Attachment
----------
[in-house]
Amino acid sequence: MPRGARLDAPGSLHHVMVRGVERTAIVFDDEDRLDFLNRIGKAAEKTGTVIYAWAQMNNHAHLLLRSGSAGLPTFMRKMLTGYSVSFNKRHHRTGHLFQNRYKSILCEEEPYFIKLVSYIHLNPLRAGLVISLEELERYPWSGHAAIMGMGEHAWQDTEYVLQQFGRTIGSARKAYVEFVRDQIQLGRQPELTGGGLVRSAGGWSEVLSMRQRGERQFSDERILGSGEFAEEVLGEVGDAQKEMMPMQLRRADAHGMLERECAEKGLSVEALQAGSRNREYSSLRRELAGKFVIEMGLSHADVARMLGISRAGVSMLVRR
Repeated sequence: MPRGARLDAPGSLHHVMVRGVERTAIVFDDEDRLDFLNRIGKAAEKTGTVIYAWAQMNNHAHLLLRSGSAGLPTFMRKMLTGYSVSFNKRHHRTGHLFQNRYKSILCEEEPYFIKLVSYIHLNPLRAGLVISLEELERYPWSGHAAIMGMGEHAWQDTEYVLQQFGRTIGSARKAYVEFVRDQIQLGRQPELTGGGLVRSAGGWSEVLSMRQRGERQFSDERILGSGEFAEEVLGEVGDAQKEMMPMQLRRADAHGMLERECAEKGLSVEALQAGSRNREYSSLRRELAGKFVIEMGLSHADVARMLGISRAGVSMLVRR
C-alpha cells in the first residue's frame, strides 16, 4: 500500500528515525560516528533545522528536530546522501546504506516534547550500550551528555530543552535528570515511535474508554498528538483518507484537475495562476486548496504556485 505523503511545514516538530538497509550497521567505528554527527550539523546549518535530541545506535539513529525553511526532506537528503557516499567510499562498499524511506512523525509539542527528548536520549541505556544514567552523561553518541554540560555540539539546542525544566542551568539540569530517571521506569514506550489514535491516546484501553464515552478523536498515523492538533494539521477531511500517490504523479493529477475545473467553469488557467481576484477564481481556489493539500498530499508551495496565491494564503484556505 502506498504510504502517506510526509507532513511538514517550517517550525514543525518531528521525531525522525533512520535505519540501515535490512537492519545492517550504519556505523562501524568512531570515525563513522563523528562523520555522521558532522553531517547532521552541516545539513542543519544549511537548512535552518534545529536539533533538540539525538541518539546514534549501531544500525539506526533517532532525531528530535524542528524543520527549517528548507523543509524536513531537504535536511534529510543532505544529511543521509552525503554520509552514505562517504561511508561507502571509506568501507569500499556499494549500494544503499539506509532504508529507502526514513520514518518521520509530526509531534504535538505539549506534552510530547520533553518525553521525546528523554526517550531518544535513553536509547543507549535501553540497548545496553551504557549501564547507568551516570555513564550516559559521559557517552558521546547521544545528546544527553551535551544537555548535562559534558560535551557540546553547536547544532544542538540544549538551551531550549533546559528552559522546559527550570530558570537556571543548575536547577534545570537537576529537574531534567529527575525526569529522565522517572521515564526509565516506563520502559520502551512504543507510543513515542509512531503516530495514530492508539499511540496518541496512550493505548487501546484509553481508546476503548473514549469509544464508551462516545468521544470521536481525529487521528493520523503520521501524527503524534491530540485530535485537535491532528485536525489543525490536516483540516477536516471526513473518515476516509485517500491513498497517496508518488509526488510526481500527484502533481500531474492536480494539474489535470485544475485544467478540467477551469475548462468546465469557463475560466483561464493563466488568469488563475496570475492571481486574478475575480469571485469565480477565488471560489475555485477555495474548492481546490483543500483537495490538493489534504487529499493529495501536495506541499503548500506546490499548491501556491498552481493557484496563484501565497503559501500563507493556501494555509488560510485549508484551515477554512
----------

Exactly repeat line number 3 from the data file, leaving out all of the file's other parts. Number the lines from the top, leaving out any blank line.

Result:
Repeated sequence: MPRGARLDAPGSLHHVMVRGVERTAIVFDDEDRLDFLNRIGKAAEKTGTVIYAWAQMNNHAHLLLRSGSAGLPTFMRKMLTGYSVSFNKRHHRTGHLFQNRYKSILCEEEPYFIKLVSYIHLNPLRAGLVISLEELERYPWSGHAAIMGMGEHAWQDTEYVLQQFGRTIGSARKAYVEFVRDQIQLGRQPELTGGGLVRSAGGWSEVLSMRQRGERQFSDERILGSGEFAEEVLGEVGDAQKEMMPMQLRRADAHGMLERECAEKGLSVEALQAGSRNREYSSLRRELAGKFVIEMGLSHADVARMLGISRAGVSMLVRR